|The sisters strike a pose with Richard V. Allen.
An interest in politics, family history and a book report took sisters Michaela and Gianna Franzi on a journey in early November that led them to the Ronald Reagan Presidential Foundation & Library for a day-long conference called: Ronald Reagan and the Fall of the Wall: Reflections from Yesterday, Lessons For Today.
Michaela, 11, a fifth grade student at St. John’s Episcopal School in Rancho Santa Margarita, had been working on a book report of a Ronald Reagan biography when her parents learned about the event at Reagan Library in Simi Valley. The sisters received permission from their teachers at to miss class to attend the event, and proudly wore their school uniforms.
Following the panel discussion, they approached some of the participants for autographs. Peter Robinson, writer of Reagan’s famous “Tear Down This Wall” speech, and Richard Allen, Reagan’s Chief Foreign Policy Advisor, took time to talk with the Franzi sisters and sign their books. The highlight of the day came when Nancy Reagan passed by, pausing for a moment to acknowledge the girls.
“I am doing a book report on your husband,” Michaela informed the former First Lady, to which she replied, “Good!”
“It is wonderful for them to see that world leaders are really just people, too,” says Theresa Franzi, mother of the two girls.
The girls' mom was inspired to share this experience with her daughters as a history lesson and a reminder of her own family heritage. Raised by her German mother, the fall of the Berlin Wall holds personal significance for Theresa and her family.
The panelists discussed Reagan’s role in the collapse of Communism and what his approach still offers today. The line-up included his Secretary of State George Shultz, his U.S. Attorney General Ed Meese, his National Security Advisory Allen, current President of the Czech Republic Vaclav Klaus, current State Minister for Reintegration, Government of Georgia Temuri Yakobashvili, and Margaret Thatcher’s Foreign Policy Advisory Lord Charles Powell and many others.
Michaela says the most exciting part about the conference was meeting Allen and Robinson.
“I felt like we were ambassadors for children all around the world saying, ‘Hey, kids can come to world events like this, too!’ Maybe if other parents and kids see that we went to this conference, they will decide to come to future events. If children do not learn about history, then those lessons are lost to future generations.”
As for how and why she chose the book report on President Reagan, Michaela says, "I felt that this year, I wanted to base my book report on a great American leader and Ronald Reagan was the perfect choice!”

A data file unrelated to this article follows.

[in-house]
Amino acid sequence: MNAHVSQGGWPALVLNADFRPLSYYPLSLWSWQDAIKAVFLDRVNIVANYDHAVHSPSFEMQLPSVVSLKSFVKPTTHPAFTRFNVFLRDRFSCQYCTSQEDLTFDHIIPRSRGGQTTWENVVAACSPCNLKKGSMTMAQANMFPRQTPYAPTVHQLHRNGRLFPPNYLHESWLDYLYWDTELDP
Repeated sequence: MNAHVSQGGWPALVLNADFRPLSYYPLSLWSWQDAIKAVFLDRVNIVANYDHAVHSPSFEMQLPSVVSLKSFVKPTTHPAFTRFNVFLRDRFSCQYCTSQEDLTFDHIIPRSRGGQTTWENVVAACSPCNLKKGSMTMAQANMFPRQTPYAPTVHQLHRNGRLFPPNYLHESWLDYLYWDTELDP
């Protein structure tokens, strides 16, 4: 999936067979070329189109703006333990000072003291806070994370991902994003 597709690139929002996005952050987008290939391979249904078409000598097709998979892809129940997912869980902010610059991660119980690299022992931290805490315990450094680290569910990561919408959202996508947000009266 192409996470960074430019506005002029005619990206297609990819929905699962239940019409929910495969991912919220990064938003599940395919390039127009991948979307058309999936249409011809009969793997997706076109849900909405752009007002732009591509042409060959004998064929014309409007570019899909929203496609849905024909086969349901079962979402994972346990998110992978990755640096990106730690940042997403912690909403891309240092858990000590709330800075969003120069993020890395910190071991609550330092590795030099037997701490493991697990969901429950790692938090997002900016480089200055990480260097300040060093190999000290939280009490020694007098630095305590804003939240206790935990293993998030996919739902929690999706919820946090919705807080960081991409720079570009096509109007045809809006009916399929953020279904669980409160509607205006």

The book she chose was Ronald Reagan by Michael Benson.
“The book did a great job of describing the many achievements of Ronald Reagan throughout his life. For example, did you know that he saved a total of 77 lives during his young lifeguard career? My teacher even commented on that being amazing! In addition to reading the biography, I learned details about President Reagan from visiting his library and attending the Fall of the Wall conference,” she shares.
Michaela says she believes it was important for her and her sister to attend the event for several reasons.
“We are proud of the many great things our country has achieved in assisting others who do not have as much freedom as we do in the United States. President Reagan thought that freedom was essential in a person’s life and he was not pleased with any sort of government that would deny freedom. It was important to me to attend this event because I agree with his point of view,” she says.
She adds that she walked away with quite a bit of knowledge.
“I learned that no matter how many books you read, and how many TV programs you watch, it’s not the same as hearing the people who knew this great person talk about him at a live event. Also, his library displays many of his personal items. Along with the honor of meeting Mrs. Reagan, I don’t think that I could have experienced anything closer than the President himself!” she says.
In terms of when Michaela gets older, she has some ideas about that, too.
“I have three dreams which I would like to accomplish when I get older: To be an author, a professional volleyball player, and a genetic scientist.”
Gianna, 8, says she had so much fun on the trip that it isn’t something she is soon to forget.
“The most exciting part was meeting the people who worked with President Reagan and especially his wife, Mrs. Reagan. When my sister and I were waiting to meet Mr. Robinson, the whole place went silent. We looked around to see what was happening and then saw Mrs. Reagan entering the floor. She had come to eat lunch with everyone at the conference. I think the people grew silent because they were being respectful of Mrs. Reagan.”
Gianna says after lunch, there were more speeches and they were standing on the end of the row of seats and Nancy Reagan began walking past them on her way to her seat.
“She stopped in front of my sister and me and smiled at us. I smiled back. I was thinking, ‘she is beautiful in her green suit.’ ”
Gianna adds that it was an important trip to make because it was a great chance to learn about President Reagan from people who actually knew him and worked with him.
As a result, Gianna learned that, “Ronald Reagan was a great man who loved America and freedom. He wanted other people in the world to be free. His speechwriter [Peter Robinson] told a story of how people in Berlin were separated from family members and weren’t free to see them because of the Berlin Wall and the government. Ronald Reagan wanted the government to give the people freedom and take the wall down.”
As for when Gianna gets older, she says she wants to be a judge.
“I think I’d make a good judge because I’m very responsible and want to keep our community and city safe.”